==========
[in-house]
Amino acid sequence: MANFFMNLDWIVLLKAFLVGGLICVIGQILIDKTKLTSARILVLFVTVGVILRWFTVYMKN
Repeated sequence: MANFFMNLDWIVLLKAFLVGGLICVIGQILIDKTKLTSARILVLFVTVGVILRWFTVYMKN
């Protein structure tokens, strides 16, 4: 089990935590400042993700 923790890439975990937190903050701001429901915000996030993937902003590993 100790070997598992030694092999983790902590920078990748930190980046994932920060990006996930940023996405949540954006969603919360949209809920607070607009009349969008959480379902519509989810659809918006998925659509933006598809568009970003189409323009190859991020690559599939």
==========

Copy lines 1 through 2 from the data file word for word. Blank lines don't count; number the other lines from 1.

[in-house]
Amino acid sequence: MANFFMNLDWIVLLKAFLVGGLICVIGQILIDKTKLTSARILVLFVTVGVILRWFTVYMKN